Bob’s Top Tips for Taking Great Christmas Photos
Christmas is a great time for family photos so whether it’s a kids party or a visit to Santa or the big day itself, always keep your camera handy!
1) Get In Close – it’s the faces you’re interested in, not the shoes. Fill the frame with the face or faces.
2) Keep it natural – don’t over-pose pictures – natural pictures are often the best ones. Keep your camera ready and take peoples pictures when they’ are not looking. This is especially true for children.
3) Get down with the kids: while your children are playing with the Christmas presents you want to be down on your knees or tummy photographing from their height.
4) If you are posing to be in a photo – guys face square forward and look big. Girls should turn slightly sideways and kick the hip out for a more feminine shape.
5) If you’re a couple, girls should rest their head on the fella’s shoulder for a nice relaxed, but loving and joined portrait.
6) If you’re shooting one person, then put them off-center in the frame rather than bang in the middle – it makes a more interesting picture.
7) If you’re shooting a couple make sure your camera is not focusing down the gap in the middle of them – leaving you with an out of focus picture.
8) If you’re shooting three or more people, try and arrange the heads into a triangle, or a circle if there’s lots of people – this makes a much stronger composition.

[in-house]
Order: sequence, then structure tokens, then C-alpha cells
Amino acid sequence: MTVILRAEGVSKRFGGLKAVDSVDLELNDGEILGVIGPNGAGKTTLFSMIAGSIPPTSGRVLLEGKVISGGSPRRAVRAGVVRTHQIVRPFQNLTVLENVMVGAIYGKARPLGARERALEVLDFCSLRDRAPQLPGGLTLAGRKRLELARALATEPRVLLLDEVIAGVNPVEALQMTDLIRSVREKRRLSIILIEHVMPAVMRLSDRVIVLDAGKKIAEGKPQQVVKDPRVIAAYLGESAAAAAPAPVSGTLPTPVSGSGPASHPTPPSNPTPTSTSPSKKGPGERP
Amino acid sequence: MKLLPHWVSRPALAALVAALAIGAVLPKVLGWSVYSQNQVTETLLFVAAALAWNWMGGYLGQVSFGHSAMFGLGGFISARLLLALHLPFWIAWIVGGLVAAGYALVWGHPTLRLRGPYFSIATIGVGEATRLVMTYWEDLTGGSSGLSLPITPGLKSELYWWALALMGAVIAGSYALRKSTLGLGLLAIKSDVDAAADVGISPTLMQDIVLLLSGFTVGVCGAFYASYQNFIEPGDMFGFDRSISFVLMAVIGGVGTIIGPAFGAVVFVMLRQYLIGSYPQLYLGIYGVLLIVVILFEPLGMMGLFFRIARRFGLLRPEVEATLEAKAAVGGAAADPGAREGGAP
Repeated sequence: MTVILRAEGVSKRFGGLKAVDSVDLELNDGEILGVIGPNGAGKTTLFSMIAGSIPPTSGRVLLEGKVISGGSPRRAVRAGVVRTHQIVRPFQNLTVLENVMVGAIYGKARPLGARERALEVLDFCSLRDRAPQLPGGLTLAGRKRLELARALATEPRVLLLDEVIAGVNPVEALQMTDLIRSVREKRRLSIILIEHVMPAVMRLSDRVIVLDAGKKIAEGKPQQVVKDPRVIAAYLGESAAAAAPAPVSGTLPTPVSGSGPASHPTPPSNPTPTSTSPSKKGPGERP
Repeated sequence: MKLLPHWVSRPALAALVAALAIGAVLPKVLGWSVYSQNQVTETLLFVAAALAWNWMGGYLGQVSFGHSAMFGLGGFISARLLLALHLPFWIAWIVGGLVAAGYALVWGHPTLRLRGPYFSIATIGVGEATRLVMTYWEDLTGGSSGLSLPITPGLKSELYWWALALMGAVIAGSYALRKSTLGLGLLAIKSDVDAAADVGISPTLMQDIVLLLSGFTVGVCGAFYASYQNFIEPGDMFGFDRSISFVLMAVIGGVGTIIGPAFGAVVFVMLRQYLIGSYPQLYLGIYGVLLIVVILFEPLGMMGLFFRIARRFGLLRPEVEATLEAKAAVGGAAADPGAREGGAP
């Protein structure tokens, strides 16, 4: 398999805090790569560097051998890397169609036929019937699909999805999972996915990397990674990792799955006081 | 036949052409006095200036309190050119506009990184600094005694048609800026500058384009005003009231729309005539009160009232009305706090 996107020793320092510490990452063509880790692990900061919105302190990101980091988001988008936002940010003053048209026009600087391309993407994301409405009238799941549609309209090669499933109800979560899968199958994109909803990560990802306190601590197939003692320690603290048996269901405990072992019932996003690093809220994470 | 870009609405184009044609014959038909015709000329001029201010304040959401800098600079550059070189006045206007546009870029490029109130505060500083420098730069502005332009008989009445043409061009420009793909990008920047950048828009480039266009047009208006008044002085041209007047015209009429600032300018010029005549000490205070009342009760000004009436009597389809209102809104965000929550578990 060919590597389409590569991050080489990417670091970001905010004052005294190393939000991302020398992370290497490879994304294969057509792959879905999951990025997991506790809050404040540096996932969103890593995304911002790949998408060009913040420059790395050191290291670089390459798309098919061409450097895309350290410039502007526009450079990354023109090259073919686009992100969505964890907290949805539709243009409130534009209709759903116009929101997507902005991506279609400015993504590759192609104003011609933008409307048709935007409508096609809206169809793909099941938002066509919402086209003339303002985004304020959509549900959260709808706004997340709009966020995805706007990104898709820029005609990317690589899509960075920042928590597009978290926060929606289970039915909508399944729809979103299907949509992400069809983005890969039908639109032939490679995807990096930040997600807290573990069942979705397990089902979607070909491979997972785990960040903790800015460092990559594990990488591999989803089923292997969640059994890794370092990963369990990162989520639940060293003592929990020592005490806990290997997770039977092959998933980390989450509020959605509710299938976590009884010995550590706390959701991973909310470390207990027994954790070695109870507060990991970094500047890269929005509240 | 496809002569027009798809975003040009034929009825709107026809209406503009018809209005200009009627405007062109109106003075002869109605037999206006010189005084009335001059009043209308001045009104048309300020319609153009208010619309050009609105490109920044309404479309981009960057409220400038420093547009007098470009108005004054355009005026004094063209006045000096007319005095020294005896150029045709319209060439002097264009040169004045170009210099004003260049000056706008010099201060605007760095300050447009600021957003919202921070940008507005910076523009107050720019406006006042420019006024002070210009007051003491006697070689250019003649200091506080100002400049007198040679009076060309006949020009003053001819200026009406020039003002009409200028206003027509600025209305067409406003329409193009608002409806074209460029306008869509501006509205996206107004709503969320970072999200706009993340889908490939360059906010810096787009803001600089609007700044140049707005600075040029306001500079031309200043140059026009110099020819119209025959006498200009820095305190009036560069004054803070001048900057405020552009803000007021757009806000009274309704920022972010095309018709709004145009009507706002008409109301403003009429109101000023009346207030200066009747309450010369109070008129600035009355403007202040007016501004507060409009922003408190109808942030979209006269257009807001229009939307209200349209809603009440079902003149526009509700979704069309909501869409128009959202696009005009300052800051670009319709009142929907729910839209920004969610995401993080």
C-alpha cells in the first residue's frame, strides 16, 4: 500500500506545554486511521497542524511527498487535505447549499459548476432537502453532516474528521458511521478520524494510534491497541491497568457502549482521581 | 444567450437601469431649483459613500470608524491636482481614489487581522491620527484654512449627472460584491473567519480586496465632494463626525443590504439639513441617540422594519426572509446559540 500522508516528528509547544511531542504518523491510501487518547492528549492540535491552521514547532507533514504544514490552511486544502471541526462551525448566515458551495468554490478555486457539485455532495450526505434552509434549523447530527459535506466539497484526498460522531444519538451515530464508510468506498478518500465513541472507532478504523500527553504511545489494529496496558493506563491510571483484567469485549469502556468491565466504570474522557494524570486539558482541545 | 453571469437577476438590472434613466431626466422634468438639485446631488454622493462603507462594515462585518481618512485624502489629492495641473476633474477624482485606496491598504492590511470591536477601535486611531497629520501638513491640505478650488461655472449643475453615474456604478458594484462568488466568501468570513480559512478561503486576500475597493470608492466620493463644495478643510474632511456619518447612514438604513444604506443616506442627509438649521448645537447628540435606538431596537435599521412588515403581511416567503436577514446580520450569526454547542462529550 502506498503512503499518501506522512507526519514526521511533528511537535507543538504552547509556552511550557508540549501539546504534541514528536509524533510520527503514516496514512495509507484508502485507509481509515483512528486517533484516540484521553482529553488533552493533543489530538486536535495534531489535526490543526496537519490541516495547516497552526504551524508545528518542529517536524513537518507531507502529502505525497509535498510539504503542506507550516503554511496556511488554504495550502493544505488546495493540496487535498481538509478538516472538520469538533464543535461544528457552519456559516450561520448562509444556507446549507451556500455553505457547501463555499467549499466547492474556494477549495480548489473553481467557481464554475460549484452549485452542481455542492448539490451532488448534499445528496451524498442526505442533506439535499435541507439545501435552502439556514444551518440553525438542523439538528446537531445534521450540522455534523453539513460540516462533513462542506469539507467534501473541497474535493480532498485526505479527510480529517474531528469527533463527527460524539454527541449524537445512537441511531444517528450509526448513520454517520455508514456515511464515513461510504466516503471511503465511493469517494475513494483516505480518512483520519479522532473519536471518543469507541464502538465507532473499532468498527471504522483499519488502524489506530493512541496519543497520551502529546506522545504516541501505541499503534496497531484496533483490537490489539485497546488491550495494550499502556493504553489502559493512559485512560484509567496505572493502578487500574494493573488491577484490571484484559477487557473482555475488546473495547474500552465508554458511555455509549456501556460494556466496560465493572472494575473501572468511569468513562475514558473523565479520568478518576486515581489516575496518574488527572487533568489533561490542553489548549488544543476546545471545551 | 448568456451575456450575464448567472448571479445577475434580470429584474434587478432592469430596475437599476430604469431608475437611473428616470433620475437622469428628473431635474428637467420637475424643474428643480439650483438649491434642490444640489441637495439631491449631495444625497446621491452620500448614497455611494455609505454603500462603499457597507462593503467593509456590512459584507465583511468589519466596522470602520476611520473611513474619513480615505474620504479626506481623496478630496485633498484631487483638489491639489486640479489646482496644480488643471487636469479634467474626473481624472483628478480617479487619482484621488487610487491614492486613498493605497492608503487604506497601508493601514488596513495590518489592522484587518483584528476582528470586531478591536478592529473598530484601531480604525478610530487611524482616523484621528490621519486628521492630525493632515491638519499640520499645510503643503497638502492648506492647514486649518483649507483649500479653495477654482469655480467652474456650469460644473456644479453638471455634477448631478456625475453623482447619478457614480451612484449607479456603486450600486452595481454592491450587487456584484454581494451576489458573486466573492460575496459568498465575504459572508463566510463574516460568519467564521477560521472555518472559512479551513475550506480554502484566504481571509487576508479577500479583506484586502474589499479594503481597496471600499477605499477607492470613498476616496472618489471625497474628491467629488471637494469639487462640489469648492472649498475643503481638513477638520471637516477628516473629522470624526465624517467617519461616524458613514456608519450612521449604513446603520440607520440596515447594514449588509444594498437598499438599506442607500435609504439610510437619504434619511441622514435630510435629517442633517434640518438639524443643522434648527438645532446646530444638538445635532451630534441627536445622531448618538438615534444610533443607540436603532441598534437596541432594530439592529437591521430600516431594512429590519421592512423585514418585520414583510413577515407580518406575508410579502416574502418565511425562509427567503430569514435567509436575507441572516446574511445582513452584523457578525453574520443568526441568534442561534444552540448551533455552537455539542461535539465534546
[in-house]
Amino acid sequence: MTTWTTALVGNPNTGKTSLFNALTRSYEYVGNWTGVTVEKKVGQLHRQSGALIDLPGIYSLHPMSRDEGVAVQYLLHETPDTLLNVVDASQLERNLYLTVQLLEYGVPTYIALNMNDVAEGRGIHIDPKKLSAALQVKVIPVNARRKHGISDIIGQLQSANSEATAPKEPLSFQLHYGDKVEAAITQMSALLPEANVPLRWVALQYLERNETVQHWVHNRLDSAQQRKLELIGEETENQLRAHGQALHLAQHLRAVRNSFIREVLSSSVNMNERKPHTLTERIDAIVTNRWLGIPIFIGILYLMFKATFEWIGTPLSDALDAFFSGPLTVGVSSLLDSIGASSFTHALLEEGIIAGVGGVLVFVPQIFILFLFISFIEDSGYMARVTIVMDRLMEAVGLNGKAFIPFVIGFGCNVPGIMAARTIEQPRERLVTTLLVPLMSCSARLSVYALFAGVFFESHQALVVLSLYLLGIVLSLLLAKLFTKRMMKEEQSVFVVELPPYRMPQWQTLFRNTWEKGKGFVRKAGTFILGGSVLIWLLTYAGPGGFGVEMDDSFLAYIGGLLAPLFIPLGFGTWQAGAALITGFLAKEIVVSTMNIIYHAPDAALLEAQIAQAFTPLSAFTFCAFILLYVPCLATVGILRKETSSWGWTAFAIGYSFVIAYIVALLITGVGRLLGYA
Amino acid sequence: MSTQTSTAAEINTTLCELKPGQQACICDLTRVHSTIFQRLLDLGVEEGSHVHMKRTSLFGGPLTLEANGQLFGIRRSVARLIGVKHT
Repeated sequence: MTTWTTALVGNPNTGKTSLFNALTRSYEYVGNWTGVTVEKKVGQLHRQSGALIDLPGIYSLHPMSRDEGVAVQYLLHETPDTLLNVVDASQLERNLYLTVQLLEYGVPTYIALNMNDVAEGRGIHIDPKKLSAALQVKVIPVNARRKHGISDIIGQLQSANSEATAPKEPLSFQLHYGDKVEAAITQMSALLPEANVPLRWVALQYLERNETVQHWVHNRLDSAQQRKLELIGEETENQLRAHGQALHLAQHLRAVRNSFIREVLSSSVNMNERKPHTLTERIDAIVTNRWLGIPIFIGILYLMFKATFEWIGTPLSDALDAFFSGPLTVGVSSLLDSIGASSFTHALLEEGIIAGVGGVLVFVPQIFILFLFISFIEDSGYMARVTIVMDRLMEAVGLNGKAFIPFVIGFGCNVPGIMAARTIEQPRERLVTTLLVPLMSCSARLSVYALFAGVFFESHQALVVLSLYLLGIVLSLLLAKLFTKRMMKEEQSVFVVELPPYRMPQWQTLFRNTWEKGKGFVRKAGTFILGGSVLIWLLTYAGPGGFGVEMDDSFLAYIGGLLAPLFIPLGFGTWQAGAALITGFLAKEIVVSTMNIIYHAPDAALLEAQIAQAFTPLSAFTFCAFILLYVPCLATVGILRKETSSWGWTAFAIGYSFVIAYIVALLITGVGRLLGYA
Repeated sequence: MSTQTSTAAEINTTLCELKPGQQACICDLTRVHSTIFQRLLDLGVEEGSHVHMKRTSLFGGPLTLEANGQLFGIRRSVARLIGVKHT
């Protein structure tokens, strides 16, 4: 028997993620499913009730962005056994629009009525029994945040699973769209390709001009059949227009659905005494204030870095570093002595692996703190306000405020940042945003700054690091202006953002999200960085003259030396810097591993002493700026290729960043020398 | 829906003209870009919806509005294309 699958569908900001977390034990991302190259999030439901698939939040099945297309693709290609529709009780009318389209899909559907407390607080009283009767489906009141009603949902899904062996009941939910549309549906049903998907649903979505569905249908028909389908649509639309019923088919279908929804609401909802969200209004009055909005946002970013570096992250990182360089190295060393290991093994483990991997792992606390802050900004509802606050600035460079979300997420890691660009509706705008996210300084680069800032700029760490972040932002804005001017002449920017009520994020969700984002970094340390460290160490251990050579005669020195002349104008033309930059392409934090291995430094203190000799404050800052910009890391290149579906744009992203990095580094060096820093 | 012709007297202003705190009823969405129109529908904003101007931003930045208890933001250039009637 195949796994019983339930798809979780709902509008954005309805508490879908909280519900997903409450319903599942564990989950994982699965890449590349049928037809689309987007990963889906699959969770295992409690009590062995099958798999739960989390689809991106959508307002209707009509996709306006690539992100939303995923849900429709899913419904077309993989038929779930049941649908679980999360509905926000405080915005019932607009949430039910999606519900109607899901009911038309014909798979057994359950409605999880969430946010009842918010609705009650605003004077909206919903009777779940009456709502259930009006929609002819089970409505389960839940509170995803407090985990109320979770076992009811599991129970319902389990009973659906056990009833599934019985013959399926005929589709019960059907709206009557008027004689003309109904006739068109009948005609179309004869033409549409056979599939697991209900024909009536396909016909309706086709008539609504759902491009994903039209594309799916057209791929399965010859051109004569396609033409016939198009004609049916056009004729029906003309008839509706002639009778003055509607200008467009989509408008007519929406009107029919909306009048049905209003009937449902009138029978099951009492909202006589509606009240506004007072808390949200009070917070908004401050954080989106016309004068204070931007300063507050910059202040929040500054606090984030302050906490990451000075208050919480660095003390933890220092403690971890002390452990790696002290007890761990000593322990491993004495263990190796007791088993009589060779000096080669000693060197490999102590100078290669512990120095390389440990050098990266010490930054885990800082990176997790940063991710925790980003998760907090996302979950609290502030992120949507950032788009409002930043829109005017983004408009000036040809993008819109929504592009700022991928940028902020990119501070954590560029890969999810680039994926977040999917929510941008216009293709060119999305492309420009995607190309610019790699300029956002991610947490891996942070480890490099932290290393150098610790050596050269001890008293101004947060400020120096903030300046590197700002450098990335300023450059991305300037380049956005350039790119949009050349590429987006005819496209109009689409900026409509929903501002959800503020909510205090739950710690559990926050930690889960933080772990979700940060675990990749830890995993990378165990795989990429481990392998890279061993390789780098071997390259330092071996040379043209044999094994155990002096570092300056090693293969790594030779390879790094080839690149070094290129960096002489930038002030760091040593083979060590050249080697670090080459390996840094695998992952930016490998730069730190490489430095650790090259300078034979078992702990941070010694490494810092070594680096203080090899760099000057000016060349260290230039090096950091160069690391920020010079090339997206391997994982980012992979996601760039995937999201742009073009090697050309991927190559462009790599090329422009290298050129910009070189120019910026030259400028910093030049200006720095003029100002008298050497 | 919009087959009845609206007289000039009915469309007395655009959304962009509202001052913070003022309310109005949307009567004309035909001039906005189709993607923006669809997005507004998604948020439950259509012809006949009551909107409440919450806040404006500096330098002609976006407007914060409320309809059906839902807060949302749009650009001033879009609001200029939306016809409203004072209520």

9) Lots of Christmas pictures are taken at parties – but try and keep the drinks out of shot – they look messy and ruin many a good photo.
10) If you can, try and shoot without flash – many new digital cameras can shoot in quite dark places without flash – the images will look much more natural.
11) If you have to use flash – see if your camera has a “night” mode – this will make sure your subject is properly lit, but will also show the background well too.
12) Backgrounds are interesting too – and let you remember where you were when the picture was taken.
13) Bounce your flash! If you’ve got an add-on flash unit that fits to the top of your camera – tip it towards the ceiling to “bounce” of the ceiling – it’s a much nicer light and also stops red-eye
14) See if you can find a plain wall as a background, doesn’t matter what color – but if you get a choice blue works best for faces. Look out for fire signs, plant pots, etc. Don’t stand the subject right against the wall though – the more space between your subject and the background the better.
15) Take a second picture straight after the first – often the moment when people relax after they think the picture has been taken is the best one.